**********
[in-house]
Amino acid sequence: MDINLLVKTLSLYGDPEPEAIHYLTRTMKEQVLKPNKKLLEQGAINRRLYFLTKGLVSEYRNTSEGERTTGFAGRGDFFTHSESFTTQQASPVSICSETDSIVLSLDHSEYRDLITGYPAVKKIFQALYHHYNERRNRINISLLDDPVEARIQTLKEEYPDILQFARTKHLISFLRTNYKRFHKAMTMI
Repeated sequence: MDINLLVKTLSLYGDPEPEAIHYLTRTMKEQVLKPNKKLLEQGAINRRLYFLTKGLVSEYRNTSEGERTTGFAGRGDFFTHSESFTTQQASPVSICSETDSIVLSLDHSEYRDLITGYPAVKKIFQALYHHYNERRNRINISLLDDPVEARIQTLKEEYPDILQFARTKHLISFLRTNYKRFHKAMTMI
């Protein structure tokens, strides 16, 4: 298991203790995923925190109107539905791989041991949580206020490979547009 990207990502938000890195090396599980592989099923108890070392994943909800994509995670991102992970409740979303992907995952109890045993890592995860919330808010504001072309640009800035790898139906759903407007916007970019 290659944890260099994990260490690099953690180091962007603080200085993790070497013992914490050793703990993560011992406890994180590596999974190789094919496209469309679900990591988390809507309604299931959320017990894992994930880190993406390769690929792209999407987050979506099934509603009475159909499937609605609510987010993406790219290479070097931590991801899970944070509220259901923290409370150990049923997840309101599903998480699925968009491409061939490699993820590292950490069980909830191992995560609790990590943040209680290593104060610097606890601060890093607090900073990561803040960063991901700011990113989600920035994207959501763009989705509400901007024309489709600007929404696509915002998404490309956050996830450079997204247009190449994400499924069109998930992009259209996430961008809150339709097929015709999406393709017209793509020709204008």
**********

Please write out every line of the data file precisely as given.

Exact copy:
[in-house]
Amino acid sequence: MDINLLVKTLSLYGDPEPEAIHYLTRTMKEQVLKPNKKLLEQGAINRRLYFLTKGLVSEYRNTSEGERTTGFAGRGDFFTHSESFTTQQASPVSICSETDSIVLSLDHSEYRDLITGYPAVKKIFQALYHHYNERRNRINISLLDDPVEARIQTLKEEYPDILQFARTKHLISFLRTNYKRFHKAMTMI
Repeated sequence: MDINLLVKTLSLYGDPEPEAIHYLTRTMKEQVLKPNKKLLEQGAINRRLYFLTKGLVSEYRNTSEGERTTGFAGRGDFFTHSESFTTQQASPVSICSETDSIVLSLDHSEYRDLITGYPAVKKIFQALYHHYNERRNRINISLLDDPVEARIQTLKEEYPDILQFARTKHLISFLRTNYKRFHKAMTMI
């Protein structure tokens, strides 16, 4: 298991203790995923925190109107539905791989041991949580206020490979547009 990207990502938000890195090396599980592989099923108890070392994943909800994509995670991102992970409740979303992907995952109890045993890592995860919330808010504001072309640009800035790898139906759903407007916007970019 290659944890260099994990260490690099953690180091962007603080200085993790070497013992914490050793703990993560011992406890994180590596999974190789094919496209469309679900990591988390809507309604299931959320017990894992994930880190993406390769690929792209999407987050979506099934509603009475159909499937609605609510987010993406790219290479070097931590991801899970944070509220259901923290409370150990049923997840309101599903998480699925968009491409061939490699993820590292950490069980909830191992995560609790990590943040209680290593104060610097606890601060890093607090900073990561803040960063991901700011990113989600920035994207959501763009989705509400901007024309489709600007929404696509915002998404490309956050996830450079997204247009190449994400499924069109998930992009259209996430961008809150339709097929015709999406393709017209793509020709204008």